A commercial truck driver who was fired after raising safety concerns and inaccurately reporting a mechanic’s assessment of his truck can take his case to trial, ruled the Seventh Circuit U.S. Court of Appeals.
A commercial truck driver who was fired after raising safety concerns and inaccurately reporting a mechanic’s assessment of his truck can take his case to trial, ruled the Seventh Circuit U.S. Court of Appeals. The driver refused to drive a semi-dump truck whose tail pan was caked in asphalt, and complained that another truck’s steering pulled hard to the left. A mechanic identified two possible causes of the steering problem, and when the driver merged the two in his description to the employer, he was fired for filing a false report. The court said that even if his safety report was inaccurate, he was protected from retaliation as long as he had a reasonable and good faith belief that he was reporting a violation of safety standards. The Surface Transportation Assistance Act (STAA) protects employees who refuse to operate commercial motor vehicles when they have “a reasonable apprehension of serious injury to the employee or the public because of the vehicle’s hazardous safety or security condition.” The court said the driver produced enough evidence of his sincerity and the seriousness of his concerns to ask a jury to decide whether the company illegally fired him for making safety complaints (Gaines v. K-Five Construction Corp., 7th Cir, Jan. 2014).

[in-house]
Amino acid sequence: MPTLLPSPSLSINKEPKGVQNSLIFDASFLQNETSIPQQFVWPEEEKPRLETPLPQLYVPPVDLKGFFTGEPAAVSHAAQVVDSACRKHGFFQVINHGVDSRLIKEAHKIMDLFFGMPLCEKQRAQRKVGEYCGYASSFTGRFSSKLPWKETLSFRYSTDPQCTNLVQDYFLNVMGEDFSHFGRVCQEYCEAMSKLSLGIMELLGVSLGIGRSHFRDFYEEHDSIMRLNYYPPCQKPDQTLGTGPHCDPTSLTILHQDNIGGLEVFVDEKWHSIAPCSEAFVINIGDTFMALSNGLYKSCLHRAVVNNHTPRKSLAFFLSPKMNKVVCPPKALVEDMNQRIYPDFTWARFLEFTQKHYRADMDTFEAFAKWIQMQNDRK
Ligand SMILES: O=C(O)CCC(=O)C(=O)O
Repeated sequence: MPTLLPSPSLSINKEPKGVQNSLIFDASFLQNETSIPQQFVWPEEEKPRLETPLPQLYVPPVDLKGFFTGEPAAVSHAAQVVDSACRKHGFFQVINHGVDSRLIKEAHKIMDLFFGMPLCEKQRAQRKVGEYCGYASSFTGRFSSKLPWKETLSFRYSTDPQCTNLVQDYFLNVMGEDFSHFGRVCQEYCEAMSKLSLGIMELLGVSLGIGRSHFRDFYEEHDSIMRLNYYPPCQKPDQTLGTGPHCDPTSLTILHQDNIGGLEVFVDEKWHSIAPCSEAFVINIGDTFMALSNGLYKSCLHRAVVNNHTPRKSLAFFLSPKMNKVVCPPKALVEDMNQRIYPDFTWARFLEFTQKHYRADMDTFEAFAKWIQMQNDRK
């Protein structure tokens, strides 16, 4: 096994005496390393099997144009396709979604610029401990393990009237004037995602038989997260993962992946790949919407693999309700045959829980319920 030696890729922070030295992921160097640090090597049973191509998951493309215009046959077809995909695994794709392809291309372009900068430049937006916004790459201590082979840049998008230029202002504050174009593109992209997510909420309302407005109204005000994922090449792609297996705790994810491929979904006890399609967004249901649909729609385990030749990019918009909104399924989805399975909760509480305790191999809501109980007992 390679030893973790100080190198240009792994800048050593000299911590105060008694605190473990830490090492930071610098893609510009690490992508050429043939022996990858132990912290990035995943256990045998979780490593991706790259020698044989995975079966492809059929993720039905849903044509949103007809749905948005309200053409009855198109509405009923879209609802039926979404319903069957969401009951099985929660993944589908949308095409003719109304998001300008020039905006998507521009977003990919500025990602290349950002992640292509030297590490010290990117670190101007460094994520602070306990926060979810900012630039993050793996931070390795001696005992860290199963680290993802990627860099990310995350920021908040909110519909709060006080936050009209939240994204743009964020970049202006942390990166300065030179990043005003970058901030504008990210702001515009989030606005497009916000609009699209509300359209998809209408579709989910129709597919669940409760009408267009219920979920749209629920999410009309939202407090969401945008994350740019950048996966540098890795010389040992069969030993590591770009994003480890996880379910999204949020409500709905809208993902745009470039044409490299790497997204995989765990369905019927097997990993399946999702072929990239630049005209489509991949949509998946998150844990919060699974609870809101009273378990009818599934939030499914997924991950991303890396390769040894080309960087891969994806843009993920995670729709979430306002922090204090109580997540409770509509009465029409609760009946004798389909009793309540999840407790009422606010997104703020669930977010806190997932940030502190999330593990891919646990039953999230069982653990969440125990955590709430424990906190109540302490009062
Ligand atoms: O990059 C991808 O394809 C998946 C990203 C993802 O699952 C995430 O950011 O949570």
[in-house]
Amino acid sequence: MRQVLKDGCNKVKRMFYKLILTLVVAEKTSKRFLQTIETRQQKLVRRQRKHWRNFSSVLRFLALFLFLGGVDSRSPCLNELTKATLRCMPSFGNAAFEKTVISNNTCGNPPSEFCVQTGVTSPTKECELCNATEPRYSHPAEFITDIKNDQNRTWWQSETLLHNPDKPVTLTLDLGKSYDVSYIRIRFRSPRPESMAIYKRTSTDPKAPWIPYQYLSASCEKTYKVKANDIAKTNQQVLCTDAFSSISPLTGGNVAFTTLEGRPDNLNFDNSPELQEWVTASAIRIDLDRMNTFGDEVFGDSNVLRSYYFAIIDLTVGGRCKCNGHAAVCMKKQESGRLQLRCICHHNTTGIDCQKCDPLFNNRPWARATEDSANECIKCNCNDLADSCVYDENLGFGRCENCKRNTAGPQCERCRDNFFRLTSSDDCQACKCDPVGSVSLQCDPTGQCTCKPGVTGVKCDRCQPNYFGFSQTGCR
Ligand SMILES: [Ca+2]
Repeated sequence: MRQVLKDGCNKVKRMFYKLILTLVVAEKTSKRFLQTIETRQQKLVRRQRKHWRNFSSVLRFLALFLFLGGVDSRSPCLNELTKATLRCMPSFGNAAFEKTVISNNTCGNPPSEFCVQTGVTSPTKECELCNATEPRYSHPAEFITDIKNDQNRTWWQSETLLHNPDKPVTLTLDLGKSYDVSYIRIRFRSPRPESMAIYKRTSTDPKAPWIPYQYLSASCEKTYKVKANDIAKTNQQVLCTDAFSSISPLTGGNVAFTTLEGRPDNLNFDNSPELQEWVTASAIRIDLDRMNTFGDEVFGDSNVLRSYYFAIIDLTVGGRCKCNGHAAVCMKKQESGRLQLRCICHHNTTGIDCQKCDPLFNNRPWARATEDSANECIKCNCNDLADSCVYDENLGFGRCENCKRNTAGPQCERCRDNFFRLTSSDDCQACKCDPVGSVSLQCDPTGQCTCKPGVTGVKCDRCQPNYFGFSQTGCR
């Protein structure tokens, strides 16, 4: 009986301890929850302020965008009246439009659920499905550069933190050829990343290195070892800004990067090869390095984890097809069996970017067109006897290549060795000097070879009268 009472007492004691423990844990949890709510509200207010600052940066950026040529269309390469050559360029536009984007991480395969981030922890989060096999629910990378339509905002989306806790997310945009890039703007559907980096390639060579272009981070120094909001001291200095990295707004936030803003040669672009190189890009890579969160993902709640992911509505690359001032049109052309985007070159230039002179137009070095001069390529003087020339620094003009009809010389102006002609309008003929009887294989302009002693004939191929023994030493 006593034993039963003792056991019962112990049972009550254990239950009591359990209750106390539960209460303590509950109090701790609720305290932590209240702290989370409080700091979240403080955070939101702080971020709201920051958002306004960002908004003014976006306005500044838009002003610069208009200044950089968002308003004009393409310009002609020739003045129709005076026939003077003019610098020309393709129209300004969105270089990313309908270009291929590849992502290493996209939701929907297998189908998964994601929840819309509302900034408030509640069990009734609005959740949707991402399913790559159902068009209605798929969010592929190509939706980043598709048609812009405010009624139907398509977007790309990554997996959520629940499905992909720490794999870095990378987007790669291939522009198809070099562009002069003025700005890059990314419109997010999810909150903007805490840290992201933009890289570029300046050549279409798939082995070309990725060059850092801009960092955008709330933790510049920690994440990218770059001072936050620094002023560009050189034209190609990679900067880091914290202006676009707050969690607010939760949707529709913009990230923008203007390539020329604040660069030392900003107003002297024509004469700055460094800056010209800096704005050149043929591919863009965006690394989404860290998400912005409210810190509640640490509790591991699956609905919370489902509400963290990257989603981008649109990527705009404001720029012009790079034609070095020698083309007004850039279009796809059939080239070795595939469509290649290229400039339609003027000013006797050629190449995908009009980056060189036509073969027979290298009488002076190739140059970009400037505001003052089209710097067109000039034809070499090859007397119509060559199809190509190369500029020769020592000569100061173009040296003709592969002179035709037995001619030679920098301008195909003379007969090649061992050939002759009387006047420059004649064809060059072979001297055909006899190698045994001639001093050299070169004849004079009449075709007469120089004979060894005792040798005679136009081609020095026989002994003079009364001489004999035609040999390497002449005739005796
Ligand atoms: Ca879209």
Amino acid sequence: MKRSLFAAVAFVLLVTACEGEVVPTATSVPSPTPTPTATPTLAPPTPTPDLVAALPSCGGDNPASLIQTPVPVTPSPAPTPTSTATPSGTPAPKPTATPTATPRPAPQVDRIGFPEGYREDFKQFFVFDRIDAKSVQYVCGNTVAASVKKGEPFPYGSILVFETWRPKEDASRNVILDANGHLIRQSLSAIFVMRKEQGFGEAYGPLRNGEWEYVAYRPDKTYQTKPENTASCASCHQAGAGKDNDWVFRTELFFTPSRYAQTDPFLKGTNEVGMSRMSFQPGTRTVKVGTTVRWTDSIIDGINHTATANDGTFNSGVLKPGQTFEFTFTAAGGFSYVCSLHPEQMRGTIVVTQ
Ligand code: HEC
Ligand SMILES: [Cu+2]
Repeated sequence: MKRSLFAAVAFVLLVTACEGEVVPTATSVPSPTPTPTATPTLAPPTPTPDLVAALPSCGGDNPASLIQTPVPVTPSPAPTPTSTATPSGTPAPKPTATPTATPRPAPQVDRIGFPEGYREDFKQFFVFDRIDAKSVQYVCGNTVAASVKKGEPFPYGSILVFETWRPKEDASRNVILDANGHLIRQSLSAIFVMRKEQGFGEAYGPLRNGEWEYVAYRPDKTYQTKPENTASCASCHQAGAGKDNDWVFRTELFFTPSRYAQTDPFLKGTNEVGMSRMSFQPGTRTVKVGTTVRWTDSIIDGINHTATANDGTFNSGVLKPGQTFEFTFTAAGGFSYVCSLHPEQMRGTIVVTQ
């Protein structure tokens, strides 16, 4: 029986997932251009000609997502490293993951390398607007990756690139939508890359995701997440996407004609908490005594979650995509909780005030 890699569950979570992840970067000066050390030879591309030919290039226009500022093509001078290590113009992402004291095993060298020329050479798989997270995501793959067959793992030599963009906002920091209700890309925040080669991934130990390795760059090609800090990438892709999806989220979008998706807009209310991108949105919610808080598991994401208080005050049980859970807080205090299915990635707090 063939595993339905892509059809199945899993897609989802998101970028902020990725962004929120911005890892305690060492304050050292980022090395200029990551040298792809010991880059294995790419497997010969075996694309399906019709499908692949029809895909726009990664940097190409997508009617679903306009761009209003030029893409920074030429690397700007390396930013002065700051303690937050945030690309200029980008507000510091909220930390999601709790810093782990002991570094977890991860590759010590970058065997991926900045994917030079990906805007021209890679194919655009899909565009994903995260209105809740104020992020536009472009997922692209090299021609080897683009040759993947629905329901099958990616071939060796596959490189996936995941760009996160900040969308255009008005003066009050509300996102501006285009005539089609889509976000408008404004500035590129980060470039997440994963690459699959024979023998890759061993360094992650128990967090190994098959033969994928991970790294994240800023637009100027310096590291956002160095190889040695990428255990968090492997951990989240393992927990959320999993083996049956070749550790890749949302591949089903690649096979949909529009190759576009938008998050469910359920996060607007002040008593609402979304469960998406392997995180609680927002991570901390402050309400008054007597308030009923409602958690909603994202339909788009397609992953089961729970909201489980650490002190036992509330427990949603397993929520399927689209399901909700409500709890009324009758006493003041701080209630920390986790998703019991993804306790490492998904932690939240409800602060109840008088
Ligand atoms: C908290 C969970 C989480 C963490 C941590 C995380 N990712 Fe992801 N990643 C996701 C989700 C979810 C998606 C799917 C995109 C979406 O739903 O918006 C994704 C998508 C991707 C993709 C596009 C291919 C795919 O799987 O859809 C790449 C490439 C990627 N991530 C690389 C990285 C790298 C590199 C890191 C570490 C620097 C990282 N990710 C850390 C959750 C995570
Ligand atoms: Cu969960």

Tips: If employees are disciplined or terminated for refusing to drive because of reasonable safety concerns, they can complain to OSHA. Recently, OSHA ordered a Washington-based motor carrier to compensate a trucker who was suspended and then fired when he said he shouldn’t be behind the wheel because he was sick and taking narcotic cold medication.
The good news for motor carrier employers under the STAA is that drivers must bring their concerns to the attention of the employer. A driver’s continued refusal to operate a commercial motor vehicle is justified only if you as the employer fail to correct the unsafe conditions. This gives you an opportunity to investigate and address the concerns. If you disagree with the employee’s assessment, you should do your best to document the actual condition (this might even include photographs), explain your perspective to the employee, and listen to any counterarguments. If the employee’s fears are reasonable, then even if you have a different opinion, you should explore options for addressing those concerns.
This website presents general information in nontechnical language. This information is not legal advice. Before applying this information to a specific management decision, consult legal counsel.